What kind of music were you listening to when you were at Oberlin? Were you listening to other bands that sounded like what you were making?

Bitch Magnet was friends with Bastro and Slint. There was a lag between what they were onto musically and what had been released. So, we knew that, between their first and second records, Bastro was going to make this giant leap, because we’d been hearing those songs for a while. We knew that they had friends in Louisville — this band called Slint that was going to put out this really weird record called Tweez. We were completely obsessed with Tweez. When Spiderland came out, I was like, “It’s all right, but it’s not as good as Tweez.” It’s a really strange record; it’s kind of humorous in a very dry way. It really sounded like nothing else.

Jesus Lizard were starting. I didn’t love Jesus Lizard, but I loved David Yow, and I loved David Sims — I thought he was an amazing bassist. [I also listened to] all the Touch and Go [Records] and Homestead [Records] stuff at the time. Sonic Youth was really undeniable. My freshman year, in January of ’86, I saw Hüsker Dü play this old theater in Cleveland and it was the most terrifying, exuberating experience of my life. It sounded like one giant car crash; you couldn’t tell one song from another. It was so exciting.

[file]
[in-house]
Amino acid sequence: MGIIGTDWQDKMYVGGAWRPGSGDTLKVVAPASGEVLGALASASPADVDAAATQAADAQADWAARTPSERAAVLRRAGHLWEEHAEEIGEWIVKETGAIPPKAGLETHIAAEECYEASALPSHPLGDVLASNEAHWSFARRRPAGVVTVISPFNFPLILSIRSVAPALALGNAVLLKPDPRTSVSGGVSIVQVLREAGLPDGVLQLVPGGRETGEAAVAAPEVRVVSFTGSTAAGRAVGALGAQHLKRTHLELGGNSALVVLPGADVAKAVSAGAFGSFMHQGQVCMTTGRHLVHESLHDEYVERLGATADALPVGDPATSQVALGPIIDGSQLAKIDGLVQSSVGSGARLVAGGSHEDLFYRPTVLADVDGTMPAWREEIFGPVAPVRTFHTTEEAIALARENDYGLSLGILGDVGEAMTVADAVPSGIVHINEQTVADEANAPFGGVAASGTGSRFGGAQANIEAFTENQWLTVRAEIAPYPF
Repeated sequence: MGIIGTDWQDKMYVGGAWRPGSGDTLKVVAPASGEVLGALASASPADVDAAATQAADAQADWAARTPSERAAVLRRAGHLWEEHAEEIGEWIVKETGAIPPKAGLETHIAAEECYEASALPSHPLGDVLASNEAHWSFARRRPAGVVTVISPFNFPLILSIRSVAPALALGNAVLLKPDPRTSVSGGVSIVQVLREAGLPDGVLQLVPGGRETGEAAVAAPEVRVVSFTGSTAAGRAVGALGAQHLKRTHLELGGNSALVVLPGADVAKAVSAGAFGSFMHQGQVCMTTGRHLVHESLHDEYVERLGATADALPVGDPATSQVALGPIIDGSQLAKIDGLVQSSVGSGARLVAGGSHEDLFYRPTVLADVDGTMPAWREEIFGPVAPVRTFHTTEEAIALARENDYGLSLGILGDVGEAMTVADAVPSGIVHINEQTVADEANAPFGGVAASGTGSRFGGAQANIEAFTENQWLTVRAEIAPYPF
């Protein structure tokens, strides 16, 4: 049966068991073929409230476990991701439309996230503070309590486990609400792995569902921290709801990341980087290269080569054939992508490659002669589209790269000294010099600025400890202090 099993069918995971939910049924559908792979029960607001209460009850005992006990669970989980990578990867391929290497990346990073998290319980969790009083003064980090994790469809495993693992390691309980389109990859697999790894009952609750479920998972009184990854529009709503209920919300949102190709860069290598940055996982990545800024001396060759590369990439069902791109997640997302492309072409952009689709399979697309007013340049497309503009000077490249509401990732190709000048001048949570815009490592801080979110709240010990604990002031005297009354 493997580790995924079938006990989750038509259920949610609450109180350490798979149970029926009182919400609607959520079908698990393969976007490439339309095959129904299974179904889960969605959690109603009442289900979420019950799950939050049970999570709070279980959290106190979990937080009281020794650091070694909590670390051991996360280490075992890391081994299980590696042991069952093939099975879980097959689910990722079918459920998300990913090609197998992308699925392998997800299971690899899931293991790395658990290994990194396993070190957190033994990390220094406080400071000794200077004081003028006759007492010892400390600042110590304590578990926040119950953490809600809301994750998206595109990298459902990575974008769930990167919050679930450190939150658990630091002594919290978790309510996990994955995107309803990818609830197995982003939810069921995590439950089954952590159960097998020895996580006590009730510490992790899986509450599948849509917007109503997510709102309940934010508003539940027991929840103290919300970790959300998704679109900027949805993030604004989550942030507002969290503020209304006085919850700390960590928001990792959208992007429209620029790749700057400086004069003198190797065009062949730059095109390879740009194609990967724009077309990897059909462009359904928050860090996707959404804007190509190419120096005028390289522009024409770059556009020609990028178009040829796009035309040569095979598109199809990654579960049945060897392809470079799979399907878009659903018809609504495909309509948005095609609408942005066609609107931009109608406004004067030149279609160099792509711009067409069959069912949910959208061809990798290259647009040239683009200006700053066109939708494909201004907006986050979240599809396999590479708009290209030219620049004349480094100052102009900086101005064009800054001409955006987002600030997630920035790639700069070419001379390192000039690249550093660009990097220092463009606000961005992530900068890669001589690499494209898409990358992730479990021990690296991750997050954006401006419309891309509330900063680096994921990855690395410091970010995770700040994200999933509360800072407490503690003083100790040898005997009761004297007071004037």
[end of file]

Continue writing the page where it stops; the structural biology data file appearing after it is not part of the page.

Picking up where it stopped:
Was there a moment when you felt you had reached the indie-rock equivalent of “making it” with Bitch Magnet, Don Caballero or any other bands?

Bitch Magnet actually did well in Europe. On our last tour, we sold out a venue of around 1,200 people in London. In the bigger cities, there’d be several hundred people there. It felt like something. I also knew the band was breaking up at that point, so I couldn’t get too attached.

Don Caballero played to much bigger audiences than Bitch Magnet did. In Chicago and New York City, 500 people would come see us. That was ecstatic. When you leave the club after soundcheck to get dinner and the place is packed when you come back, that feels great. But there were so many bigger bands of various stripes.

40 people in Morgantown, WV, or Grand Rapids, MI, on a Tuesday night was enough, though. I’ve been in bands where nobody comes. Anyone being there is kind of great. That’s where the whole thing starts.

How did you end up working at Inc. magazine? How did that come about in your life? Was it related to your interest in zines, or was it a separate entity?

I always liked writing and thought I was kind of good at it, whether I actually was or not. When I got out of school, I wanted to focus on music. I needed to something to pay the bills. My brilliant idea was to get involved in journalism, which is not a really good way to pay the bills. But I liked the people I was around, the work that I was doing, the process of reporting and writing and the atmosphere of a newsroom. I stuck with it.